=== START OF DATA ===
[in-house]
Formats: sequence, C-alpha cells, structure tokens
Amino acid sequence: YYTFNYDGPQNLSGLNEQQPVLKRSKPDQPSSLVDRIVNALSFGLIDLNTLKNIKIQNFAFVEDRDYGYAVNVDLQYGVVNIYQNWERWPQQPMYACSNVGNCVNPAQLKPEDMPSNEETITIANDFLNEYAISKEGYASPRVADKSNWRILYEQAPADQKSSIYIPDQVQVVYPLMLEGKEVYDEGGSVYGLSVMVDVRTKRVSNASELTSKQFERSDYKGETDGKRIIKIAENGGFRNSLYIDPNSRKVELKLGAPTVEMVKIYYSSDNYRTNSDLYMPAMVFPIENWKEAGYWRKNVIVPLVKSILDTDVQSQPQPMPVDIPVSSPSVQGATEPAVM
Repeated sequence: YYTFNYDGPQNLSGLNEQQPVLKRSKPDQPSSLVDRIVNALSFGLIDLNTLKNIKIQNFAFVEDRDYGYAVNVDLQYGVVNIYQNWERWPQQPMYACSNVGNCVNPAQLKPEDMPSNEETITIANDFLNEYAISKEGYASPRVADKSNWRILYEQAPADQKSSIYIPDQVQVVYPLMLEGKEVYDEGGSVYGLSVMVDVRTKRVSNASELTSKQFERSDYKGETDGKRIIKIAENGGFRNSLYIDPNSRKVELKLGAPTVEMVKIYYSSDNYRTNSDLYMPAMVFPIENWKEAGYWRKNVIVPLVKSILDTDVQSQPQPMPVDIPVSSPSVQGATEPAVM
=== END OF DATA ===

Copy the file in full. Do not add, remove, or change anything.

[in-house]
Formats: sequence, C-alpha cells, structure tokens
Amino acid sequence: YYTFNYDGPQNLSGLNEQQPVLKRSKPDQPSSLVDRIVNALSFGLIDLNTLKNIKIQNFAFVEDRDYGYAVNVDLQYGVVNIYQNWERWPQQPMYACSNVGNCVNPAQLKPEDMPSNEETITIANDFLNEYAISKEGYASPRVADKSNWRILYEQAPADQKSSIYIPDQVQVVYPLMLEGKEVYDEGGSVYGLSVMVDVRTKRVSNASELTSKQFERSDYKGETDGKRIIKIAENGGFRNSLYIDPNSRKVELKLGAPTVEMVKIYYSSDNYRTNSDLYMPAMVFPIENWKEAGYWRKNVIVPLVKSILDTDVQSQPQPMPVDIPVSSPSVQGATEPAVM
Repeated sequence: YYTFNYDGPQNLSGLNEQQPVLKRSKPDQPSSLVDRIVNALSFGLIDLNTLKNIKIQNFAFVEDRDYGYAVNVDLQYGVVNIYQNWERWPQQPMYACSNVGNCVNPAQLKPEDMPSNEETITIANDFLNEYAISKEGYASPRVADKSNWRILYEQAPADQKSSIYIPDQVQVVYPLMLEGKEVYDEGGSVYGLSVMVDVRTKRVSNASELTSKQFERSDYKGETDGKRIIKIAENGGFRNSLYIDPNSRKVELKLGAPTVEMVKIYYSSDNYRTNSDLYMPAMVFPIENWKEAGYWRKNVIVPLVKSILDTDVQSQPQPMPVDIPVSSPSVQGATEPAVM